Deep Humiliation

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Context: Everyone has experienced the feeling of humiliation. In fact, to have a sense of self and to interact with other-selves is to be exposed to the possibility of humiliation. But certain kinds of humiliation are so grave that they have no place in a decent and civilized society. 

Relevance:
Mains: GS IV- Ethics and Human Interface: Essence, determinants, and consequences of Ethics in human actions; dimensions of ethics; ethics in private and public relationships. Human Values – lessons from the lives and teachings of great leaders, reformers and administrators; the role of family, society and educational institutions in inculcating values.

 

Humiliation vs Deep Humiliation: 

  • Occasional offense, insult or disrespect lower one’s dignity but are tolerable, indeed sometimes even productive. One’s ability to restore one’s dignity here is still intact.
  • Humiliation constitutes grave wrongdoing when one’s self-worth is irretrievably lowered. When that happens, people experience what might be called deep humiliation.
    • Here, people are viewed and begin to view themselves as if they have no subjectivity — no thoughts, no viewpoint, no emotions, no sense of self.
    • They are stripped of their humanity as if falling outside the fold of human species. Of course, the mere fact of not being treated like a human is not humiliating. 
    • Deep humiliation is experienced when one is seen not only as non-human, but lower in rank than humans when one is interiorized.
    • To deeply humiliate is to contemptuously see and treat people as sub-human.
  • This is why humiliation is a special form of maltreatment, different from a mere denial of justice, freedom or fraternity. There are forms of inequality, unfreedom and social alienation that do not involve humiliation.
    • A person may not be denied dignity even when constraints are imposed on his freedom, as for instance when prisoners are treated with dignity or workers, though formally exploited by factory-owners, are still accorded respect through, say, basic welfare rights.
    • But some instances of injustice or un-freedom are accompanied by inhuman, debasing treatment.
    • Such forms of speech, gestures or actions carry a message, express an attitude towards those unequal or unfree that they do not matter at all, that they are entirely worthless, that they fall outside the ambit of humanity.


Structural humiliation: 

  • What Dalits and African Americans as a whole group suffered in the past and what many continue to undergo even now is a systematic denial of self-respect and dignity, a continual rejection, a perverted pattern of ill-treatment.
  • They experience a particular form of deep humiliation which is not episodic but structural, a feature of the social order.
  • Here, humiliation is so normalized that neither the humiliator nor the humiliating need even feels that some grave wrongdoing is afoot. Cruelly, this is so routine, so recurrent that people do not even notice it.
  • Another instance is the belief widespread among conservative Hindus and Jews, perhaps people in other communities too, in the ‘polluting nature’ of the menstrual cycle in women.
  • Though not permanent, it occurs every month for long in their life and results in such a recurrent exclusion from the life of the community that it must count as part of the same family of maltreatment.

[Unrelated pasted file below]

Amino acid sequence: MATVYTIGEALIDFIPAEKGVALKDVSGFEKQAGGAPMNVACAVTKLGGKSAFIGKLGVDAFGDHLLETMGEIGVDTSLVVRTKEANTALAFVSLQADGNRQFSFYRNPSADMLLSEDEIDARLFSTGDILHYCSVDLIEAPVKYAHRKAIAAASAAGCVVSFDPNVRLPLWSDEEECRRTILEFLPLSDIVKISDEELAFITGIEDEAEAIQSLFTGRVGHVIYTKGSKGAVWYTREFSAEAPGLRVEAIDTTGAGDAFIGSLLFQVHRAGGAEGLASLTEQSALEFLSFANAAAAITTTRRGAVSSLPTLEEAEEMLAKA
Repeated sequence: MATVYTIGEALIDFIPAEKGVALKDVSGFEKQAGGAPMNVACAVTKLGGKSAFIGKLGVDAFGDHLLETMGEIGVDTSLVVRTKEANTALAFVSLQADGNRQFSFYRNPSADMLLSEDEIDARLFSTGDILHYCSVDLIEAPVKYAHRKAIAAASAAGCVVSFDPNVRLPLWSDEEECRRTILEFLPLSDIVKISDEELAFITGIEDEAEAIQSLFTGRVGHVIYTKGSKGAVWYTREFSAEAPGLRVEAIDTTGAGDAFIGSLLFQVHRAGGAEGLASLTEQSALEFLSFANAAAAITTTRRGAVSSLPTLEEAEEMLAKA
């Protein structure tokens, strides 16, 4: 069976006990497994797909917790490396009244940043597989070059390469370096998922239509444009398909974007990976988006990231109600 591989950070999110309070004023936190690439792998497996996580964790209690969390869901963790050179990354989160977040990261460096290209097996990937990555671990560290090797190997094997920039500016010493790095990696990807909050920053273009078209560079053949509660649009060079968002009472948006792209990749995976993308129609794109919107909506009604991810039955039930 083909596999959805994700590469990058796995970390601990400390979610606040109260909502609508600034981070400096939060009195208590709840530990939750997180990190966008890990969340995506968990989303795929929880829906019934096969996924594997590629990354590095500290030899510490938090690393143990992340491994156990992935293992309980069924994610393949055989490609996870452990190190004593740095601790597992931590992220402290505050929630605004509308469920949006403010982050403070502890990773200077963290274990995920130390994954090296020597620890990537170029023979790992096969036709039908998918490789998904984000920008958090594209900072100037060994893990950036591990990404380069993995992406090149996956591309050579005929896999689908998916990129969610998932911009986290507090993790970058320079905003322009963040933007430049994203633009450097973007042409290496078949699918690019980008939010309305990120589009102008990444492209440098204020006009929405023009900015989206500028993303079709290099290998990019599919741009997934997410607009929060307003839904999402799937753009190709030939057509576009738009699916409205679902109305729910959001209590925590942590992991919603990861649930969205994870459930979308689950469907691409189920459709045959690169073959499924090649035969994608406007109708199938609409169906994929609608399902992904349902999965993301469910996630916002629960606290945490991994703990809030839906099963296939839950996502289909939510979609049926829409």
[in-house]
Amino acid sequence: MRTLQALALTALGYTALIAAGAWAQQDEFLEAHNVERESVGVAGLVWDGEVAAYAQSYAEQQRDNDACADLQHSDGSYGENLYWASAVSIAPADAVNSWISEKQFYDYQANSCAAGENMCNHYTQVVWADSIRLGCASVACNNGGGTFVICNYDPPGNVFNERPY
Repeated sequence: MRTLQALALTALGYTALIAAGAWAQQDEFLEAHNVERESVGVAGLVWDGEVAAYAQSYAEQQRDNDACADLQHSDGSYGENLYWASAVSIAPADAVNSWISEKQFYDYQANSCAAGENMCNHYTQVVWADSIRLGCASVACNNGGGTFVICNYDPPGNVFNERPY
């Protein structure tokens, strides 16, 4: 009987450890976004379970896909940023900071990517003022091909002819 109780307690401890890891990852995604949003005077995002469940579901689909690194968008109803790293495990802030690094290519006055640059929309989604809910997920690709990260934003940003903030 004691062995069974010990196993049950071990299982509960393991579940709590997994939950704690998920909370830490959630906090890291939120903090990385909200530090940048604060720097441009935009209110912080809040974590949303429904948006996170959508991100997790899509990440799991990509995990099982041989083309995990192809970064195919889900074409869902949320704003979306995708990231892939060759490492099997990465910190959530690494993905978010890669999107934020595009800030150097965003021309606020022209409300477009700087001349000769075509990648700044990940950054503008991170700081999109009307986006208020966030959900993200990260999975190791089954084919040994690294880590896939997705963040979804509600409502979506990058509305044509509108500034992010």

• And this is what is wrong with disallowing menstruating women from entering the Sabarimala temple, regardless of whatever religion or tradition-related justification that might be offered for it.


Wilful humiliation:

  • Consider this: a person deliberately throws an object on the street and then demands that it be picked up; the father of an honest police officer is asked to publicly behave like an obedient dog. This is a willful humiliation.
  • One instance of this cane be the Jews being put to purposeless work in concentration camps, only to be subjected to the pointless whim of the subjugator.
    • This work had no tangible benefit for either the Jews or the Nazis. It performed no social function.
    • Yet, for some time, it became a severe form of punishment meted out to a person just for being born a Jew.
    • Not built into the social life of early 20th century Germany, it could not be called structural.
  • Such acts are designed solely to express the will of the perpetrator; the victim, having abjectly surrendered, has no will.
    • Who can forget the haunting footage of the helpless Tabrez Ansari being mercilessly beaten to death by a mob merely because he was Muslim?
    • Rape incidents- like in the case of Nirbhaya- many of them brutal acts of disempowerment so gratuitous, so superfluous, that they do not even serve the purpose of accomplishing the sexual act and end up humiliating not just the victim but all women.

 

Conclusion:

  • Humiliation is meant not only to disempower people but to ensure that the humiliating act is stamped forever on their minds, to render the resulting debasement vivid to them with the sole purpose of satisfying the humiliator.
  • In short, the pain arising in the humiliated gives the humiliator direct and unadulterated pleasure in the suffering of others. This makes it malicious.
  • The expulsion of Kashmiri Pandits from the Valley was grossly unjust. Ways must be found to bring them back to the Valley and to reconcile communities.
  • There are many groups around the world that face conjunction of structural, wilful and malicious humiliation. But can we call ourselves decent or civilized, if we allow deep humiliation in any form?



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